Photosynthesis Research

, Volume 83, Issue 3, pp 343–361

Estimation of chlorophyll content and daily primary production of the major algal groups by means of multiwavelength-excitation PAM chlorophyll fluorometry: performance and methodological limits

  • Torsten Jakob
  • Ulrich Schreiber
  • Volker Kirchesch
  • Uwe Langner
  • Christian Wilhelm


The performance and methodological limits of the Phyto-PAM chlorophyll fluorometer were investigated with laboratory grown algae cultures and natural phytoplankton from the rivers Saar and Saale. The Phyto-PAM is a 4-wavelength chlorophyll fluorometer with the functional combination of chlorophyll (Chl) estimation and assessment of photosynthetic activity, both differentiated into the main algal groups. The reliability of fluorescence-based Chl estimation strongly depends on the group specific calibration of the instrument and the resulting chlorophyll/fluorescence (Chl/F) ratios in reference algal cultures. A very high reliability of the Chl estimation was obtained in the case of constant Chl/F-ratios. Algae grown at different light intensities showed marked differences in Chl/F-ratios, reflecting differences in pigment composition and Chl a specific absorption (a*). When the Phyto-PAM was calibrated with laboratory grown diatoms, the Chl a in river grown diatoms was underestimated, due a lower content of accessory pigments and stronger pigment packaging. While this aspect presently limits the application of PAM fluorometry in limnology, this limitation may be overcome by future technical progress in the detection of dynamic changes in Chl/F-ratio via fluorescence-based measurements of the functional PS II absorption cross-section. Practically identical Chl/F-ratios were found for the diatom-dominated waters of the rivers␣Saar and Saale, suggesting that the same instrument calibration parameters may be applied for hydrographically similar surface waters. For this particular case, despite of the present methodological limitations, the potential of PAM fluorometry in limnology could be demonstrated. Light response curves were measured to estimate primary production with a spectrally resolved model in daily courses at two sampling sites. Fluorescence based primary production was closely correlated with measured oxygen evolution rates until midday. In the afternoon, at the water surface the fluorescence approach gave higher␣rates than the measured oxygen evolution. Possible explanations for the observed differences are discussed.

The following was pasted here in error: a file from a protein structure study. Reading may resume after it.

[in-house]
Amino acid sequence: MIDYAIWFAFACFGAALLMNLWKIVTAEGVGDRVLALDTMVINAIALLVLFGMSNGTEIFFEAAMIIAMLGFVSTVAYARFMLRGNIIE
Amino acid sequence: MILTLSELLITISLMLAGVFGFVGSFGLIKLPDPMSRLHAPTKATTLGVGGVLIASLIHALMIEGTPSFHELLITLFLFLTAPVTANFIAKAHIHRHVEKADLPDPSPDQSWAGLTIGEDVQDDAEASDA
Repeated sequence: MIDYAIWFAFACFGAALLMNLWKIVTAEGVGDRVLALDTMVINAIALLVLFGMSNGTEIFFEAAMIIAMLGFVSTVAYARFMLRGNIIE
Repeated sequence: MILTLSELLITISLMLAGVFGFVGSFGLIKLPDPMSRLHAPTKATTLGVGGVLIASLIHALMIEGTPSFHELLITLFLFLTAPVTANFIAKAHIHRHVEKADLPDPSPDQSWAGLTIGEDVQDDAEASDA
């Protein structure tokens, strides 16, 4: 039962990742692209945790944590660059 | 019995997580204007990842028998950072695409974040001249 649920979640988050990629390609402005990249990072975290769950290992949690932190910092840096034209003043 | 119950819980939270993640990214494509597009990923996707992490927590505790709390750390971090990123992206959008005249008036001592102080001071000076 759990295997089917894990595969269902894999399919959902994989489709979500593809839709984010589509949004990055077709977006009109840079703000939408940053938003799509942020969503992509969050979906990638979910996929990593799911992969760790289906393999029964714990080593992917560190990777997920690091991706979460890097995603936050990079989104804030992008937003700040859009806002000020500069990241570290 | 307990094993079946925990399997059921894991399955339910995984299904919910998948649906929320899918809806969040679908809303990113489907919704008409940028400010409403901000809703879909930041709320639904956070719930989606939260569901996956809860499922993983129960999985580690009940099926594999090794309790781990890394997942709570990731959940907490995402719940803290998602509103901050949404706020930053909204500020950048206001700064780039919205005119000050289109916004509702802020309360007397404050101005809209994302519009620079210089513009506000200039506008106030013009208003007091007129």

chlorophyll estimation chlorophyll fluorescence light adaptation light response curves modelling Phyto-PAM phytoplankton primary production 



chlorophyll aspecific absorption;




relative electron transport rate


fluorescence yield


maximal fluorescence yield of illuminated sample


Photosytem II quantum yield


PAR-value characteristic for light saturation


light-emitting diode


low light


medium light


pulse amplitude modulation


photosynthetically active radiation


maximal rate of photosynthesis


primary production




absorbed pho-tosynthetically active radiation


rapid light curves


functional absorption cross section of Photosystem II


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Copyright information

© Springer 2005

Authors and Affiliations

  • Torsten Jakob
    • 1
  • Ulrich Schreiber
    • 2
  • Volker Kirchesch
    • 3
  • Uwe Langner
    • 1
  • Christian Wilhelm
    • 1
  1. 1.Biology I/Plant PhysiologyUniversity of LeipzigLeipzigGermany
  2. 2.Julius-von-Sachs Institute of Biosciences, Botany IUniversity of WuerzburgWürzburgGermany
  3. 3.German Federal Institute of HydrologyKoblenzGermany

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